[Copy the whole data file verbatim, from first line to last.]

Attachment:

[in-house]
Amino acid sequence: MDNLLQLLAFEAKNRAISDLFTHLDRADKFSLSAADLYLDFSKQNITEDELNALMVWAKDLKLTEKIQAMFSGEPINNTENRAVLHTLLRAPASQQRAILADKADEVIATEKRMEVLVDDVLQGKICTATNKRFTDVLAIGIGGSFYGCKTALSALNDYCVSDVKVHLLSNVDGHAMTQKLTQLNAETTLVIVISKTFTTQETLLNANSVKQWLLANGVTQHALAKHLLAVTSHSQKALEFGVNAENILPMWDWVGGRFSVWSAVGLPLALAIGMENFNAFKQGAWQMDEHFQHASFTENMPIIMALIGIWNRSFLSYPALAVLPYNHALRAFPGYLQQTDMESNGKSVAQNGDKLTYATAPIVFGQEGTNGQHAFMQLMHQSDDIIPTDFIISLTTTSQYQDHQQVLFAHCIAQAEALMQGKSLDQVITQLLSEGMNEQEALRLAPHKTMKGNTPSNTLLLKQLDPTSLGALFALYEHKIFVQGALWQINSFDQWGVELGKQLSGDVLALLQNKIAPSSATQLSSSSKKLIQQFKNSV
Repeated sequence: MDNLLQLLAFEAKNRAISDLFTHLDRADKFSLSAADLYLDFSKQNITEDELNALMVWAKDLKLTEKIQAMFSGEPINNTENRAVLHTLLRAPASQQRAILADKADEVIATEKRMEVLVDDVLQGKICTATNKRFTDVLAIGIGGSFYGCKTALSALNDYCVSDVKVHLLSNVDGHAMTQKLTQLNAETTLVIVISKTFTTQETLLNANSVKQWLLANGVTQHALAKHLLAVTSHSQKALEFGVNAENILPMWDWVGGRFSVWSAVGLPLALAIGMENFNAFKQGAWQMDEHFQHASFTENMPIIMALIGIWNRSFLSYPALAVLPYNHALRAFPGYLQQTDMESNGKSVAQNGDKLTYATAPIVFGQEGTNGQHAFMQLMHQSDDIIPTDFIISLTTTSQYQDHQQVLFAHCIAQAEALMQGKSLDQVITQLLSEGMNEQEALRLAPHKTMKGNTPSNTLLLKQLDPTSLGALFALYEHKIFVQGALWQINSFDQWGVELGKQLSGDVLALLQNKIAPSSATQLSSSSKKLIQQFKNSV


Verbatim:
[in-house]
Amino acid sequence: MDNLLQLLAFEAKNRAISDLFTHLDRADKFSLSAADLYLDFSKQNITEDELNALMVWAKDLKLTEKIQAMFSGEPINNTENRAVLHTLLRAPASQQRAILADKADEVIATEKRMEVLVDDVLQGKICTATNKRFTDVLAIGIGGSFYGCKTALSALNDYCVSDVKVHLLSNVDGHAMTQKLTQLNAETTLVIVISKTFTTQETLLNANSVKQWLLANGVTQHALAKHLLAVTSHSQKALEFGVNAENILPMWDWVGGRFSVWSAVGLPLALAIGMENFNAFKQGAWQMDEHFQHASFTENMPIIMALIGIWNRSFLSYPALAVLPYNHALRAFPGYLQQTDMESNGKSVAQNGDKLTYATAPIVFGQEGTNGQHAFMQLMHQSDDIIPTDFIISLTTTSQYQDHQQVLFAHCIAQAEALMQGKSLDQVITQLLSEGMNEQEALRLAPHKTMKGNTPSNTLLLKQLDPTSLGALFALYEHKIFVQGALWQINSFDQWGVELGKQLSGDVLALLQNKIAPSSATQLSSSSKKLIQQFKNSV
Repeated sequence: MDNLLQLLAFEAKNRAISDLFTHLDRADKFSLSAADLYLDFSKQNITEDELNALMVWAKDLKLTEKIQAMFSGEPINNTENRAVLHTLLRAPASQQRAILADKADEVIATEKRMEVLVDDVLQGKICTATNKRFTDVLAIGIGGSFYGCKTALSALNDYCVSDVKVHLLSNVDGHAMTQKLTQLNAETTLVIVISKTFTTQETLLNANSVKQWLLANGVTQHALAKHLLAVTSHSQKALEFGVNAENILPMWDWVGGRFSVWSAVGLPLALAIGMENFNAFKQGAWQMDEHFQHASFTENMPIIMALIGIWNRSFLSYPALAVLPYNHALRAFPGYLQQTDMESNGKSVAQNGDKLTYATAPIVFGQEGTNGQHAFMQLMHQSDDIIPTDFIISLTTTSQYQDHQQVLFAHCIAQAEALMQGKSLDQVITQLLSEGMNEQEALRLAPHKTMKGNTPSNTLLLKQLDPTSLGALFALYEHKIFVQGALWQINSFDQWGVELGKQLSGDVLALLQNKIAPSSATQLSSSSKKLIQQFKNSV